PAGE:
AZTEC — These boxes are for book lovers, not the birds.
You might think they are birdhouses from afar, but the roofed wooden boxes perched atop posts in Aztec are the smallest libraries around, minus membership cards or late fees.
It's part of a growing movement started in Wisconsin in 2009 by Todd Bol, who built a birdhouse-sized replica of a one-room schoolhouse as a tribute to his educator mother and put it on a post in his front yard, stuffed it full of books and placed a sign on it that read "Free Books."
It was a hit with his neighbors, so Bol built a few more. Soon the public book boxes began sprouting up all over the country and abroad in places like Pakistan, Africa and Iceland.
Called Little Free Libraries, the movement seeks to promote a love of reading and a sense of community. The nonprofit organization now has more than 12,000 registered Little Free Libraries around the world. And Aztec has added three to that list.
Designed like birdhouses, or box-shaped cabinets with roofs, the "take a book, return a book" libraries have become a common sight in Aztec thanks to Mark Everson, who teaches third through fifth grades at Mosaic Academy in Aztec.
Prompted by his friend Gordon Glass' enthusiasm for the community bookshelves, Everson tasked his students as part of a service learning project to design, construct, paint and install the libraries around town. By the end of the school year, students had installed a library beside their school and one at City Hall next to the splash area at Minium Park. Another went up in front of Diana Haralson's home on North Mesa Verde Drive, a couple blocks from Aztec High School.
"The project was to bring together the idea of what a hero is and learning about needs in the community, which these libraries accomplish," Everson said. "And I get to witness it first-hand each day at lunch. One of my jobs is to be out on the playground at lunch, and I get to see the kids pulling books from it, returning them. Some kids ask me, 'Mr. E! Mr. E! Can you return this book for me?' Over the summer, it was used a lot, too. I'd stop by every few weeks and it'd be empty."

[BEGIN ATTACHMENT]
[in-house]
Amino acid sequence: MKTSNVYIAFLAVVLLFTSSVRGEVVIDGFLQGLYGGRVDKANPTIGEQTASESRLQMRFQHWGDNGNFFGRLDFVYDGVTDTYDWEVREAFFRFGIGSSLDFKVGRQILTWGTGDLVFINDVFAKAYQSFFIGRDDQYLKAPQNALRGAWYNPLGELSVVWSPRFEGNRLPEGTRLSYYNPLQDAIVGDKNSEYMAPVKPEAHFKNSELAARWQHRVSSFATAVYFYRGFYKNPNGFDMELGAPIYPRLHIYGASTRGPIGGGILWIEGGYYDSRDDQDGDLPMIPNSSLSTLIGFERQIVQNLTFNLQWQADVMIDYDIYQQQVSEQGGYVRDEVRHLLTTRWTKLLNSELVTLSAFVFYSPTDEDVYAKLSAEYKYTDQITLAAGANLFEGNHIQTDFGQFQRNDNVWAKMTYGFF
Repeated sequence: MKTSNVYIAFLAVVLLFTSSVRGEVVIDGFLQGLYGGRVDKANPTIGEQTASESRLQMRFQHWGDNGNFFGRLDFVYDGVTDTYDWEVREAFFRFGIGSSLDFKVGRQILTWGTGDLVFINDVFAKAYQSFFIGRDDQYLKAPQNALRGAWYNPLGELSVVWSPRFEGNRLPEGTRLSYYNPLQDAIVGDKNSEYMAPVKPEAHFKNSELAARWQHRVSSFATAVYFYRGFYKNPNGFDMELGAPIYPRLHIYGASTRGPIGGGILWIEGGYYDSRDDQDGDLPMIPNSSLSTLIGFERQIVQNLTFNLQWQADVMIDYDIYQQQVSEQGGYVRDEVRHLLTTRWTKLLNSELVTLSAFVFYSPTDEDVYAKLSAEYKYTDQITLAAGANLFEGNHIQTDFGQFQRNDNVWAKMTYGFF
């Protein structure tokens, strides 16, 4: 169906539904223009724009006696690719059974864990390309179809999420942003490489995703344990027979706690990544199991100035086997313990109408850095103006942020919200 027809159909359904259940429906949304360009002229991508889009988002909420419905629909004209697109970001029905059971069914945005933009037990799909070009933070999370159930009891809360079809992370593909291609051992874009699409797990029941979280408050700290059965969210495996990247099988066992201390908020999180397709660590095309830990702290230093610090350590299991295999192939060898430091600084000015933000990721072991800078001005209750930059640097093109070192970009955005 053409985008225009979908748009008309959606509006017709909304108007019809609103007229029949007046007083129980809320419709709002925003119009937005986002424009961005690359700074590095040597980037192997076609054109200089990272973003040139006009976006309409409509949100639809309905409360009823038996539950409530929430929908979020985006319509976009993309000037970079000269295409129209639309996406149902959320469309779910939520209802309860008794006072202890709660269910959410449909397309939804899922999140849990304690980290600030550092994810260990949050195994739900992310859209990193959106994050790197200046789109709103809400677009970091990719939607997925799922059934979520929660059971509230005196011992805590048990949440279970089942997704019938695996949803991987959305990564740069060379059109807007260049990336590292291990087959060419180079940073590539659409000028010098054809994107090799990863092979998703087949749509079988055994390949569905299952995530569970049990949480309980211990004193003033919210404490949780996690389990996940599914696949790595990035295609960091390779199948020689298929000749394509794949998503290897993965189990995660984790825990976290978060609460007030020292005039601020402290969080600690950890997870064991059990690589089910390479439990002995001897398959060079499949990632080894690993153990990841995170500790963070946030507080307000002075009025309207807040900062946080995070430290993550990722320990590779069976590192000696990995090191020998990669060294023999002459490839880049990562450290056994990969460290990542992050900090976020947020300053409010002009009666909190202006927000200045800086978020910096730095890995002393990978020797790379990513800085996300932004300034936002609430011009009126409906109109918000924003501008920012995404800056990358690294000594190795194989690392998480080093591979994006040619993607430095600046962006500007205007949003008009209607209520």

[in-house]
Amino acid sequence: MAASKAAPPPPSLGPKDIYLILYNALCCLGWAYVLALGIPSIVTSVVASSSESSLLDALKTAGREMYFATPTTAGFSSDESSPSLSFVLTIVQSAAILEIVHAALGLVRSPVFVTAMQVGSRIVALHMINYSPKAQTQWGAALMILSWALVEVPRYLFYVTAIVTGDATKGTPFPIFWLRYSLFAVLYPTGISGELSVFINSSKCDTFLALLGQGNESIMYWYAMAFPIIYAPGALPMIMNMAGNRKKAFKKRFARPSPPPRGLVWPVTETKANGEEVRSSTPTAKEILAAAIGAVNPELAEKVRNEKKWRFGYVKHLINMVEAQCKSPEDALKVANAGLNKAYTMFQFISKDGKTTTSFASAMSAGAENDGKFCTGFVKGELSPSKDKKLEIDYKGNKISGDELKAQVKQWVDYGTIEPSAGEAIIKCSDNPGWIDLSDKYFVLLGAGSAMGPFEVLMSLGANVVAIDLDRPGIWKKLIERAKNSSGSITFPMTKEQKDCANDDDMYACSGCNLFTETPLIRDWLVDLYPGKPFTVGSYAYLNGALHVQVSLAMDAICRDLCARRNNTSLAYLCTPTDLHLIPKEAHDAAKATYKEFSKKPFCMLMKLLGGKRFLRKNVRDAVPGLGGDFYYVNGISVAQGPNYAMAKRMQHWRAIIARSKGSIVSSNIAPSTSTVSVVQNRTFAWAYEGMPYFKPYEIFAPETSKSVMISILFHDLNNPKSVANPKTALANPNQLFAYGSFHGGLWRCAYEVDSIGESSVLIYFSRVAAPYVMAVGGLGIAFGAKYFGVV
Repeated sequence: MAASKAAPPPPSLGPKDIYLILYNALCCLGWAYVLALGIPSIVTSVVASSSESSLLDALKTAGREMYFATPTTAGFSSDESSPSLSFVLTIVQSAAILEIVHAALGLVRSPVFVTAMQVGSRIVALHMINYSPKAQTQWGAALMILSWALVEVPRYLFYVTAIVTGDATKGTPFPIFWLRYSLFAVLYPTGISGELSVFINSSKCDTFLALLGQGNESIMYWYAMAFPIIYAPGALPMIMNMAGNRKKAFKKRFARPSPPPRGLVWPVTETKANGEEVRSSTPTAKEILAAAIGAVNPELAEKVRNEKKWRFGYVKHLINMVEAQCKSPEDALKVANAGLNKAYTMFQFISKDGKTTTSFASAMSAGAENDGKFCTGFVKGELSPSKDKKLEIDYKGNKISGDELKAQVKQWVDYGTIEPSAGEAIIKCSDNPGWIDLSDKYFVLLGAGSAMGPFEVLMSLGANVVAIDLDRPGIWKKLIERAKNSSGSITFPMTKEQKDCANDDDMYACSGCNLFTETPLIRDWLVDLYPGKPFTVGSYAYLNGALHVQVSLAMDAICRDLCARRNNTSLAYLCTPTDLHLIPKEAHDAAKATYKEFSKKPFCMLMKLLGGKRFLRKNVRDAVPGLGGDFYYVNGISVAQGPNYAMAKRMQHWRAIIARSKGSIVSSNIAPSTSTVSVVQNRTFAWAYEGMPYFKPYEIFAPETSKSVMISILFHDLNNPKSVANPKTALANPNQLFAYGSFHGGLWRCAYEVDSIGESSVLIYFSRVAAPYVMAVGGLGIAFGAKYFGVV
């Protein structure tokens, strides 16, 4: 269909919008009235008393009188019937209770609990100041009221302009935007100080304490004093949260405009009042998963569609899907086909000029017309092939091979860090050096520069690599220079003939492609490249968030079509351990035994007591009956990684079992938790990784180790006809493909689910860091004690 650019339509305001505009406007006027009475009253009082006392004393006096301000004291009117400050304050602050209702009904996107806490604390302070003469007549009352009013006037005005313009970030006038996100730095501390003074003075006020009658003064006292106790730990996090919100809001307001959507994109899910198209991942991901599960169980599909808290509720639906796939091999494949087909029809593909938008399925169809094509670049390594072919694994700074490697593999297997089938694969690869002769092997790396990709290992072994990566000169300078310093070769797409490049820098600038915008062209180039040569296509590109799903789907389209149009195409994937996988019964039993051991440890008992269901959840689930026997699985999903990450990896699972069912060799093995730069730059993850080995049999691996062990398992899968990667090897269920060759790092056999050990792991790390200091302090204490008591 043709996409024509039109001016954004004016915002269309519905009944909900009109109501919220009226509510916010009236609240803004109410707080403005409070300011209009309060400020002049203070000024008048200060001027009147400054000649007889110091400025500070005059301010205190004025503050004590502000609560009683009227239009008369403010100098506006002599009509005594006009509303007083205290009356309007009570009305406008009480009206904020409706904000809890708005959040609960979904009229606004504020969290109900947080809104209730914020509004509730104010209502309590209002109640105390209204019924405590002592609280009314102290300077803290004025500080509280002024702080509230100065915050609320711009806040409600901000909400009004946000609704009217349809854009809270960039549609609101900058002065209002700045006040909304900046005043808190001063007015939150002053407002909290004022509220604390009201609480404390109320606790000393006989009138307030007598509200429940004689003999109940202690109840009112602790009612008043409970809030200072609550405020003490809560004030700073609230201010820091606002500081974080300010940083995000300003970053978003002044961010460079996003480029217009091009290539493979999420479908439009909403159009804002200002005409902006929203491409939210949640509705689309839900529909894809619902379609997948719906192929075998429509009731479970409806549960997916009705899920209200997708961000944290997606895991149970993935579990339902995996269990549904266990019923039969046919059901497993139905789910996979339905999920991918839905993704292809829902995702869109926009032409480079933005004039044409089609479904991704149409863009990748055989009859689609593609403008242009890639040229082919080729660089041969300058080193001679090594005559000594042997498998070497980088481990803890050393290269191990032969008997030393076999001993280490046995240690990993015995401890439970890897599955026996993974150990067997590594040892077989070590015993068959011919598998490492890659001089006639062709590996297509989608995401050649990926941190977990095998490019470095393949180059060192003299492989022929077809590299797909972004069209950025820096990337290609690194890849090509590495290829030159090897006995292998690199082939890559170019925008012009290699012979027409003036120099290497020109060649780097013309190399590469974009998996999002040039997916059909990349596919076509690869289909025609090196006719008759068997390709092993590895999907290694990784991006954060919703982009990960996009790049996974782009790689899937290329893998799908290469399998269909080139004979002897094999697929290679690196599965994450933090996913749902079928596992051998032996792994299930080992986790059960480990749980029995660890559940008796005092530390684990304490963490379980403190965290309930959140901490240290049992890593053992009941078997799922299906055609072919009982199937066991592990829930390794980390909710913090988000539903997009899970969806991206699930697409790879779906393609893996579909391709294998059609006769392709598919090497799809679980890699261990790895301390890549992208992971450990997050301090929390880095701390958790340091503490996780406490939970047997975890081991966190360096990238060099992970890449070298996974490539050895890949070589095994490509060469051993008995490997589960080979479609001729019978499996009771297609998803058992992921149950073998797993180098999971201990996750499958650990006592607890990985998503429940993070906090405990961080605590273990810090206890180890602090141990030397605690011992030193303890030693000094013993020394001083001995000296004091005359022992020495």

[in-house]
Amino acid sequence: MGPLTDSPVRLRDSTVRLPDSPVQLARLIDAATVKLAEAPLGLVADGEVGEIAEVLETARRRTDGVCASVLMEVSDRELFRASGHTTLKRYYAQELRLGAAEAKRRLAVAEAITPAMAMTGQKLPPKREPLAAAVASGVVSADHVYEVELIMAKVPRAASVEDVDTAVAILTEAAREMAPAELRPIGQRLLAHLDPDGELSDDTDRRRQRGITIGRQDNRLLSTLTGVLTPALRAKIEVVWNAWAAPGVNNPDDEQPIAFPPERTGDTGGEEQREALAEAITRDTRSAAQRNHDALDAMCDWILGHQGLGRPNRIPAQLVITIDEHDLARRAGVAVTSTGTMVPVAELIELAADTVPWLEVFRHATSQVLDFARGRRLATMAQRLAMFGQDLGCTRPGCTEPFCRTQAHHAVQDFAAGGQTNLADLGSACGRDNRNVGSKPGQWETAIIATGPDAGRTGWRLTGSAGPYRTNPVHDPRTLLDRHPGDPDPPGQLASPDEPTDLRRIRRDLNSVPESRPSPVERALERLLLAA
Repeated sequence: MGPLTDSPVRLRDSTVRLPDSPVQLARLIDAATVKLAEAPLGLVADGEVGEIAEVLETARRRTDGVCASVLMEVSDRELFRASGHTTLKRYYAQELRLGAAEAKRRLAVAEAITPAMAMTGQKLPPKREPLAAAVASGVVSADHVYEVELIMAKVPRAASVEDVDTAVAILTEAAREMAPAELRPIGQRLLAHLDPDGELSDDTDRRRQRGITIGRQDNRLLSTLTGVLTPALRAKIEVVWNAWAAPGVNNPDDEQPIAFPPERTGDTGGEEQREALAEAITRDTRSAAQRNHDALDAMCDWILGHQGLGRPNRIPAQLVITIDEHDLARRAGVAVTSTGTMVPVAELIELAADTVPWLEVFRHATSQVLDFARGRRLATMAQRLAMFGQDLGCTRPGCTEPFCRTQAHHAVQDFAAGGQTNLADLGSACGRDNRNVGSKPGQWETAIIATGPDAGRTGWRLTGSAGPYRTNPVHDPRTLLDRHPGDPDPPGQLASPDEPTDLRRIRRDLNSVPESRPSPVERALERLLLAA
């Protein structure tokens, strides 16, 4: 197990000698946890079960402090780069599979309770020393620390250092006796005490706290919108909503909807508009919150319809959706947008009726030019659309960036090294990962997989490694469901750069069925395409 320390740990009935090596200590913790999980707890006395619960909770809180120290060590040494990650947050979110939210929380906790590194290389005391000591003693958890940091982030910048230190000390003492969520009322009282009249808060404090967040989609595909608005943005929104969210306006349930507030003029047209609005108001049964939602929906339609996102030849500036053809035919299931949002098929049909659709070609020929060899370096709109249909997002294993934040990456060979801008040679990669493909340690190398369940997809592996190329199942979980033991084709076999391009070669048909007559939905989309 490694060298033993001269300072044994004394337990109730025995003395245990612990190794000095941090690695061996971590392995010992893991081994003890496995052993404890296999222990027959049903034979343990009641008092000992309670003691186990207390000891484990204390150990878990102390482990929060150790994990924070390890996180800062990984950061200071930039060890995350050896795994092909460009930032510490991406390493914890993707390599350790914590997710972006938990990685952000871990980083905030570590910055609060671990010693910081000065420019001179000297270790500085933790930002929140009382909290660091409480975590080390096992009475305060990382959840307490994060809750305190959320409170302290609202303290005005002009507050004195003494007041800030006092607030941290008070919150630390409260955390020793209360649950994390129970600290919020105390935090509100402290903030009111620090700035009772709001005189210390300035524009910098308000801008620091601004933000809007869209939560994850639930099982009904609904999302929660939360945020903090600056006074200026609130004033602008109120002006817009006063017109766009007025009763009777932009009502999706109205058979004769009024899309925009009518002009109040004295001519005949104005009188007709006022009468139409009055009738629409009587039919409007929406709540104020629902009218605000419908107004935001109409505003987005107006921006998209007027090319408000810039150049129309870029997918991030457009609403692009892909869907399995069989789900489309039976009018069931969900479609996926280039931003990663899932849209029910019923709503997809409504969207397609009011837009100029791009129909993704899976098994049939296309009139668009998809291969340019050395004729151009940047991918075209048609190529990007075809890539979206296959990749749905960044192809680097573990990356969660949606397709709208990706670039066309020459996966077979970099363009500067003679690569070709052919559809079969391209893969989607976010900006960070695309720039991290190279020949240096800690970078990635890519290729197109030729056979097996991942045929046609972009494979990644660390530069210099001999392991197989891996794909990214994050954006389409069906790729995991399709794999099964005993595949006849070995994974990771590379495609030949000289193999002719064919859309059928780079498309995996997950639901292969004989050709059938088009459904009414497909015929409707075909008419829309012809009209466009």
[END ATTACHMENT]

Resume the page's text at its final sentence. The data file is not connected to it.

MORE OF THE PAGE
The birdhouse libraries were a collective effort. One student's father helped put them together. A teacher cut wood panels. Everson registered the libraries online at littlefreelibrary.org. His students also helped stock the libraries by holding a book drive at Mosaic, collecting more than 100 books to get the project started.
While Aztec tops the list of registered little free libraries in the state with three, there are also libraries in Tijeras, Sunland Park, Santa Teresa, Santa Fe, Los Alamos, Las Cruces, Corrales, Carrizozo and Albuquerque. One is located in Farmington, inside Chef Bernie's restaurant at 910 W. Main St.
Mosaic teacher Alissa Upton is planning on rehabilitating the library that was heavily vandalized six months ago near a school in Cedar Hill, Everson said.
While vandalism is a stubborn problem with the libraries in Cedar Hill and at Mosaic — the glass door was shattered six times so Everson replaced it with plywood — Everson is hopeful the public book exchanges will continue to populate Aztec.
"Each library needs a steward, to look after it and keep it up," he said. "One of my student's cub scout troop adopted the one at City Hall. Such an interesting side of it is how it connects people with books as much as with each other. I'd love to put more up. I love this idea of books available everywhere."
James Fenton covers Aztec and Bloomfield for The Daily Times. He can be reached at 505-564-4631 and firstname.lastname@example.org. Follow him @fentondt on Twitter.